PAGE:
So thank you Mrs. Wakefield for giving us the Toll House Cookie, a sweet treat that has withstood the test of time and two great depressions. 

Friday, December 9, 2011

Book Review: The Red Necklace by Sally Gardner

Dial, 2008; 372 pages; ISBN 0803731000
My Goodreads Rating: 4 stars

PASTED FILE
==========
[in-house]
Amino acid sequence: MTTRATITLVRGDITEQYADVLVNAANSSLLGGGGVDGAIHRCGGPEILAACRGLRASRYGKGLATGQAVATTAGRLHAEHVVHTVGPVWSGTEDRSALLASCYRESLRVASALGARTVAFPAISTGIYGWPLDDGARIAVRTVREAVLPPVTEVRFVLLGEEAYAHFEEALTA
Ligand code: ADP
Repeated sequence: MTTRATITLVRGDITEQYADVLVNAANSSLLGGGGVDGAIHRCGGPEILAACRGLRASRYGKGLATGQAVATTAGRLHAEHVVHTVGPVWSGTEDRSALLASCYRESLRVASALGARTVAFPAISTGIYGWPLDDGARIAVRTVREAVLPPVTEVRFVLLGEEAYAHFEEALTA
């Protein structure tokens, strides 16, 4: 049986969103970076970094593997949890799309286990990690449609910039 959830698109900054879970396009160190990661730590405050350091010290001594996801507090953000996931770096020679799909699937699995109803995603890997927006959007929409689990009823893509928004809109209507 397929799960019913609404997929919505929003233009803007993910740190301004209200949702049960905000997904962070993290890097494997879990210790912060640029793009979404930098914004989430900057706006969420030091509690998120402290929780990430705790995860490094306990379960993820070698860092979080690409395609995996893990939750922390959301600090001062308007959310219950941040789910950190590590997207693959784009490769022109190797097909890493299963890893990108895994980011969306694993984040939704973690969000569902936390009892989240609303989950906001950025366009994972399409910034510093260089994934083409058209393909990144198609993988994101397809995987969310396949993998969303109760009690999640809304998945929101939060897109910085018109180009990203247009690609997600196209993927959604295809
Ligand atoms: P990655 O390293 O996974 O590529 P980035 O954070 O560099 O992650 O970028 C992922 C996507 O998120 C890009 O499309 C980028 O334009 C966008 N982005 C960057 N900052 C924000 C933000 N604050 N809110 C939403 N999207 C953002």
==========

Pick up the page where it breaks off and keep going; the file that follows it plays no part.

I've found that historical fiction written for teens is actually pretty great for adults too, and The Red Necklace is a great example of that.  At first I didn't know what was going on in the story, but once I delved into it, I was hooked. There are actually two heroes in the story - a gypsy boy with supernatural powers named Yann and a young heiress named Sido who is despised by her greedy & narcissistic father, the Marquise.  Yann travels with Tetu and Topolain entertaining crowds with their magical act, but Yann's magic is real.  Sido was until recently living in a nunnery because her father has no interest in her, especially because an accident caused her to have a permanent limp.  When Yann arrives at the Marquise's châteaux for a special performance, he is met not only with Sido, but also with the story's heartless villain, Count Kalliovski.  In the Count you get a true villain, which made the story much more intriguing and foreboding.  Some say he is the devil incarnate, and he uses people's secrets to bind them to him with debt, blackmail them, and in turn gain power. When he spots Topolain and his magical act, he challenges him to an almost impossible feat: to survive a bullet.  From there the story progresses to Count Kalliovski setting his eyes on the young Sido, who is, to say the least, utterly repulsed by him.  Her father promises her hand in marriage nonetheless.  The French Revolution setting brings the whole story to life. I don't know much about this period of time, but I will certainly be reading more about it now.  Although Yann comes across Sido and her situation early on, and his story separates and alternates between some of his formative years and the drama that is building up in Paris, the story never feels discombobulated or boring. You get to experience both the story of Sido and the story of Yann and then their stories come together in a way that completely makes sense.  The ending was tied up nicely without being too neat.  There is a follow up to the book entitled The Silver Blade (Dial, 2009) and it is on my to-read list for next year. If you like historical fiction, I think you will enjoy The Red Necklace.